“What is your life? For you are a mist that appears for a little time and then vanishes.”
James 4:14b (ESV)

Jasmine was only 70, yes, only 70. She was a “young” 70-year-old. I will never forget the time she was “carded” while purchasing a bottle of wine with our groceries. If there was a category in the Guinness Book of World Records for the oldest person ever to be “carded” for purchasing alcohol, she would be in it from now until eternity! Being a “young” 70-year-old was not only about her youthful appearance but more about her youthful enthusiasm. If an event piqued our interest, her instant reaction was, “Let’s do it!” Our five granddaughters, all under six, loved interacting with her because she engaged with them at their level. They looked forward to the fake nails that she bought from The Dollar Tree™ or a new craft to work on. And she always talked to them about Jesus. Her time invested in them meant, “I love you so much!”

“What is your life? For you are a mist that appears for a little time and then vanishes.” James 4:14b (ESV)

I have heard preachers expound on this verse, and I have preached on it, too. The metaphor illustrates the theological reality that this life is equivalent to a speck of dust on the timeline of eternity. This truth is now more personal. 

When Jasmine and I shared life together, we looked forward to upcoming celebrations like the next granddaughter’s birthday, Easter, Thanksgiving, Christmas (Jasmine’s excitement about Christmas began in July!), and Japanese festivals in Ft. Worth. We anticipated sharing the experiences of seeing our granddaughters graduate from high school and get married, or take that trip to Israel that we had always dreamed of. Those hopes and dreams have vaporized like a mist. Moses prayed, “Teach us to realize the brevity of life, so that we may grow in wisdom” (Psalm 90:12, NLT). I wish I had been wiser; I wish I had not been presumptive and taken life for granted. I would have valued time more; I would have valued Jasmine more; I would have valued time with Jasmine more.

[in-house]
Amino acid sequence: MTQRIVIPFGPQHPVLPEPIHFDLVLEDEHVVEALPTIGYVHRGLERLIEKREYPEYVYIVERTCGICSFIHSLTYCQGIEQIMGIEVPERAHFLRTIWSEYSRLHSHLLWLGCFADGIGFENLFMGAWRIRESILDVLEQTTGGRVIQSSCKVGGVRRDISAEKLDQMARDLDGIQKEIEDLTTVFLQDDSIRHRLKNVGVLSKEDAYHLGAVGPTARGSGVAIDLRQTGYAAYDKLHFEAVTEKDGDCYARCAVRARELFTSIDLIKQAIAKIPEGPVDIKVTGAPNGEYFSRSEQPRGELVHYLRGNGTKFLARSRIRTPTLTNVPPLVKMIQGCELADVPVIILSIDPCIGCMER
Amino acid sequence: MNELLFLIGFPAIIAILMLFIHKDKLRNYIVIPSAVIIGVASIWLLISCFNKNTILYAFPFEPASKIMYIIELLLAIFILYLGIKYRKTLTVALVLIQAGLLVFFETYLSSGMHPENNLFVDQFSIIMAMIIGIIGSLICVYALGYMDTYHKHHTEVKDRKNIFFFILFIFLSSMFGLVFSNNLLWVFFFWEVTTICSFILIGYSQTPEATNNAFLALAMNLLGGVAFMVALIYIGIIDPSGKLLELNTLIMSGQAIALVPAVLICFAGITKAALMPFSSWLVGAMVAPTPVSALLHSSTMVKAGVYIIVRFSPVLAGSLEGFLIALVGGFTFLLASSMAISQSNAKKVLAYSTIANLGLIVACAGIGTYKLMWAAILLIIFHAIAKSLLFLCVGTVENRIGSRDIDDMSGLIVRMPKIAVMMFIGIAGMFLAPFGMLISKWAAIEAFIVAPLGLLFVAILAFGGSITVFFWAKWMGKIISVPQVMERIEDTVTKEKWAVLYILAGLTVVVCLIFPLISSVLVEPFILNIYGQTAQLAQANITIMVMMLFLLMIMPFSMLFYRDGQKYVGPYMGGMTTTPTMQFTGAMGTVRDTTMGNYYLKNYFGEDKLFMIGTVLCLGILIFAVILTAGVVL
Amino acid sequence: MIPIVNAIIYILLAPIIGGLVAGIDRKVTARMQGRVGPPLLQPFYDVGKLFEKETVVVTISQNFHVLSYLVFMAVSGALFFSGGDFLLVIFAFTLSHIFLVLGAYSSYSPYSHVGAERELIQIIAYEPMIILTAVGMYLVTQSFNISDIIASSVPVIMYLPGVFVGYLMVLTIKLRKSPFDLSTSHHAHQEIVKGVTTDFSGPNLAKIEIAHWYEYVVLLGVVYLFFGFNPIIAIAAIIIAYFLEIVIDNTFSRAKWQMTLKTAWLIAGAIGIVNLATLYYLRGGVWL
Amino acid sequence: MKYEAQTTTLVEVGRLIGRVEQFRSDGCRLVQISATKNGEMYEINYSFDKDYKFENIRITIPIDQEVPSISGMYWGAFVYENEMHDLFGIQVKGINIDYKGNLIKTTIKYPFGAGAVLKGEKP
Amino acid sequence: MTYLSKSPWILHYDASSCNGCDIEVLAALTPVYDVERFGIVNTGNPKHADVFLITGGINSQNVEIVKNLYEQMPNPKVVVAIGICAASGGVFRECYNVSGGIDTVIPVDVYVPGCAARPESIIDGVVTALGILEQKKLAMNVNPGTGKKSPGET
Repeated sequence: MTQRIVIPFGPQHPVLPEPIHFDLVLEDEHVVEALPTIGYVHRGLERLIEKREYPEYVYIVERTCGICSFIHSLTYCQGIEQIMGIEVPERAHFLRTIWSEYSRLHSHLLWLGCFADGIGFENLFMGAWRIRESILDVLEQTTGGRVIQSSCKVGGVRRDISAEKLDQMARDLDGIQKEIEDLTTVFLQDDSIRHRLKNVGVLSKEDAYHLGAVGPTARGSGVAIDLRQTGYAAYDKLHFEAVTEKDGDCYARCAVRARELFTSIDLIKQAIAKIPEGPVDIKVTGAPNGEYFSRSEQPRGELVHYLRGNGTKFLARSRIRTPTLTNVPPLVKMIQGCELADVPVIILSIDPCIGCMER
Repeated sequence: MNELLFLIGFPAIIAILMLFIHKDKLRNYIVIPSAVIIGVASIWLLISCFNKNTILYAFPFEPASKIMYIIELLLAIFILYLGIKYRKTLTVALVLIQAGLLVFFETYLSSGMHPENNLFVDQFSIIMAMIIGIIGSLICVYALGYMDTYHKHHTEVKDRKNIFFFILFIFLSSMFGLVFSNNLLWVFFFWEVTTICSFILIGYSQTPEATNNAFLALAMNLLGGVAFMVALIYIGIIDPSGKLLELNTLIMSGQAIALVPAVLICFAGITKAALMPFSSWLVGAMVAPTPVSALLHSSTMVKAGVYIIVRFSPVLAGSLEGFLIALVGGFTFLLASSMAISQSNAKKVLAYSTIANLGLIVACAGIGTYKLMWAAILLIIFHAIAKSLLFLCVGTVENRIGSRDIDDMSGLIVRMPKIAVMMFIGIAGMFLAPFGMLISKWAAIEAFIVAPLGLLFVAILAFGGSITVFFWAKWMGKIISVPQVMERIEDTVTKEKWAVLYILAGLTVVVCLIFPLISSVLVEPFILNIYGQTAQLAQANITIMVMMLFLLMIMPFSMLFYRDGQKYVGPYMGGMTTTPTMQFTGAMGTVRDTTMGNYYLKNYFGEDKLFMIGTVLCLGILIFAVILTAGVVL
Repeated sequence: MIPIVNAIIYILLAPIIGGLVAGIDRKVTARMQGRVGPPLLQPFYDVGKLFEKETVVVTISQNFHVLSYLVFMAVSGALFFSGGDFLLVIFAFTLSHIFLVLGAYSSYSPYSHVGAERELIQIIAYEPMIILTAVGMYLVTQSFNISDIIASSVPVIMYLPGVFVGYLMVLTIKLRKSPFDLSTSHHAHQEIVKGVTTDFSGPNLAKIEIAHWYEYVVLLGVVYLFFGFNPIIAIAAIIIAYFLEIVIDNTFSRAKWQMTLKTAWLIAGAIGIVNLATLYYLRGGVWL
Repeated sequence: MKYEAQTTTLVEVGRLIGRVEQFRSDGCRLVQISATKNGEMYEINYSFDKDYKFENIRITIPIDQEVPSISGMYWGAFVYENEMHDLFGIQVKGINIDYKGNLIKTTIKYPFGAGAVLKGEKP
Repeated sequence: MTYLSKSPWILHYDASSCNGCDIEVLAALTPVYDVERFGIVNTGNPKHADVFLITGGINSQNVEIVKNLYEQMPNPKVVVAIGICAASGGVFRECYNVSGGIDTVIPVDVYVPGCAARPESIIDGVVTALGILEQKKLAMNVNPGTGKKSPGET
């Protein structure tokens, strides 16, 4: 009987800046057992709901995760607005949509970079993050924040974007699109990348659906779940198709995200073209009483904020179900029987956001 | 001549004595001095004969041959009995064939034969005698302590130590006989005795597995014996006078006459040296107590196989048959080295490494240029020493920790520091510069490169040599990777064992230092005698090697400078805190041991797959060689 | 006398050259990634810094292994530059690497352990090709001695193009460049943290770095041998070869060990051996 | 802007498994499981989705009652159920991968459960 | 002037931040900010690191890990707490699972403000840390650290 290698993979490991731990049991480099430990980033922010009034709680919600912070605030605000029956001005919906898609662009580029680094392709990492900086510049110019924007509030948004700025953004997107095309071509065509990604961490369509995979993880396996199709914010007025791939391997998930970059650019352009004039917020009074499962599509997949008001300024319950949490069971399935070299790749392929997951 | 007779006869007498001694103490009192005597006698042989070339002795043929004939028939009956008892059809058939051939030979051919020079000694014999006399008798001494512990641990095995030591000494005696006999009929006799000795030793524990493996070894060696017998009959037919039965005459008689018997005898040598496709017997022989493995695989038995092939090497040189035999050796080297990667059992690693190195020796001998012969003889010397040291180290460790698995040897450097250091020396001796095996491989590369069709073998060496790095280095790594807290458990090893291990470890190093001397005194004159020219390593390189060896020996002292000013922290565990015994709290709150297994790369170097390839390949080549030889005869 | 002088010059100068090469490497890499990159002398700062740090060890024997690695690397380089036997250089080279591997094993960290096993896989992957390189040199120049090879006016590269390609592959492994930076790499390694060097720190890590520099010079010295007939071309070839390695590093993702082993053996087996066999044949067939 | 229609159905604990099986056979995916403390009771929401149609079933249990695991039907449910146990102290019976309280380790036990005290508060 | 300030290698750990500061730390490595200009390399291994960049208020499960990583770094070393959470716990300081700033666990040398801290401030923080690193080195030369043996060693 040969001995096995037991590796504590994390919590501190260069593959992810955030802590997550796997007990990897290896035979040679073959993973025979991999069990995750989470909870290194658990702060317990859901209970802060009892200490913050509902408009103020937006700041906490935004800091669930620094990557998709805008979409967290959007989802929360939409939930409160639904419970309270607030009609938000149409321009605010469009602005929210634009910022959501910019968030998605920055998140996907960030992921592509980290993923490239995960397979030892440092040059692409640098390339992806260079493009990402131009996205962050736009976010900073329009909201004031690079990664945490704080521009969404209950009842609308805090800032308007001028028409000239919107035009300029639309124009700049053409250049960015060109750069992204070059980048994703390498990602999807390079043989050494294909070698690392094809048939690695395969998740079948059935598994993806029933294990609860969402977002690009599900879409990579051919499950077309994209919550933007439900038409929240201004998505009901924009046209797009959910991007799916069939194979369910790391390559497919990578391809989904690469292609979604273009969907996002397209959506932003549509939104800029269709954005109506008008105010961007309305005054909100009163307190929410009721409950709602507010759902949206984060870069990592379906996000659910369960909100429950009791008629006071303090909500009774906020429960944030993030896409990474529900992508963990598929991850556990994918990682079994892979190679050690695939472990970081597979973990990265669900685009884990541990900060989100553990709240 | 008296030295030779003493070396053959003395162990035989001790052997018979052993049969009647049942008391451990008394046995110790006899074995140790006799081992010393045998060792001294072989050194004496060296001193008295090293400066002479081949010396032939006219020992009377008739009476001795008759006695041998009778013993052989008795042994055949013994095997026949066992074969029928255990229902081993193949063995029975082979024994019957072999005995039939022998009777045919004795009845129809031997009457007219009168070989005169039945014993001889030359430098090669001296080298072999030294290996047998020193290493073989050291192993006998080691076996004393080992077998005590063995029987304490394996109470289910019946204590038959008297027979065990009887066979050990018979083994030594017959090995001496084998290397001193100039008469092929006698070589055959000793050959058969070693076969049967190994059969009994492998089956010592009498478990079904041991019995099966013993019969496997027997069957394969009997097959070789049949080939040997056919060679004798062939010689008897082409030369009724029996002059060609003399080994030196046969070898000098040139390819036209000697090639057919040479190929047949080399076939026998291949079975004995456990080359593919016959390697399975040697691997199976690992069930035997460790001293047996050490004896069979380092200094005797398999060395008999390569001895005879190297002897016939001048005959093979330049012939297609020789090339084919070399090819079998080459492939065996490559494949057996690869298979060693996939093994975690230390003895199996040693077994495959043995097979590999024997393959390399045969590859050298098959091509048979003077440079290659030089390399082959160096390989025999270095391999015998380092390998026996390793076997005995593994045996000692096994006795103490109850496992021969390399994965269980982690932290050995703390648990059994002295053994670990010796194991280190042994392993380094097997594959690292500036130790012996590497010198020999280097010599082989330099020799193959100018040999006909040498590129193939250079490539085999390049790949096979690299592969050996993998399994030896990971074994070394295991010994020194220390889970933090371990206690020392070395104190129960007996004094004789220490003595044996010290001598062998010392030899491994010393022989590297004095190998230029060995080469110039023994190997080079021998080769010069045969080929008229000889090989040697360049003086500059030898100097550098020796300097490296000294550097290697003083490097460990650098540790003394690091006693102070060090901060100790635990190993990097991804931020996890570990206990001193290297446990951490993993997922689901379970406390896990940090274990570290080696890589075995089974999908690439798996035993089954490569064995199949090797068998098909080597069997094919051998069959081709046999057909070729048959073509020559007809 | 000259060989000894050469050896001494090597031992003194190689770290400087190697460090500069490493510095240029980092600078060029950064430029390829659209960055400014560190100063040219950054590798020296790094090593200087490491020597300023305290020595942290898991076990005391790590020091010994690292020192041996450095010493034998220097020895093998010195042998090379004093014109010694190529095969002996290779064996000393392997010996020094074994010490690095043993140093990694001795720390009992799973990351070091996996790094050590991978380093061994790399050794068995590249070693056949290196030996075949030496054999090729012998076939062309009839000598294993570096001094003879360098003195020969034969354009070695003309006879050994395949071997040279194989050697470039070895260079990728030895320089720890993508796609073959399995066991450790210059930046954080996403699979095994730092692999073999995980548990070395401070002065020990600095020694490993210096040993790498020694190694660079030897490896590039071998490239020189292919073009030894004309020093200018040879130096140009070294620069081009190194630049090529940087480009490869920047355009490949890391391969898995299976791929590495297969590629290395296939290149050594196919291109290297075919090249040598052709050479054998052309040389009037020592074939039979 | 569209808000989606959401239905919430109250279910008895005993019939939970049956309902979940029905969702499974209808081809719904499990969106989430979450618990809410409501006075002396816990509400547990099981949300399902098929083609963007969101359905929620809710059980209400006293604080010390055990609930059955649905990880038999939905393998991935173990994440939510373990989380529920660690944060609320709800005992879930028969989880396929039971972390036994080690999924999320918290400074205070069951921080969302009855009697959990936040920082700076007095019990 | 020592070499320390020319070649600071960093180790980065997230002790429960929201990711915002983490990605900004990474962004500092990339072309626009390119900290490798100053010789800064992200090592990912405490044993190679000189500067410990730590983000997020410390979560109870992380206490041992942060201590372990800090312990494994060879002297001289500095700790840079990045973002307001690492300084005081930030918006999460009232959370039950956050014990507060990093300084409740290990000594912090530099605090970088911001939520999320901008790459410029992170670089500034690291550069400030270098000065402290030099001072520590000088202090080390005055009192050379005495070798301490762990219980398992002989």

She is now alive in heaven, but her legacy on earth continues through the imprint on the lives she touched. Her mark on my life has given me a clearer sense of purpose. Our granddaughters were all under six when she passed. When they are mature enough to understand life, they will be able to fully grasp the godly influence that their Gramma/Nama had upon their lives. Her life counted for more than she realized. It will impact the next generation.

Life is short. Do not take it for granted. Be wise and live to make a difference in the lives of others. Make it count for something that outlives you. Move forward.

Stop and Consider . . .

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Next: Life Lessons #7: Without an anchor, your life will drift. Embrace true hope, which is the anchor for the soul. Move forward.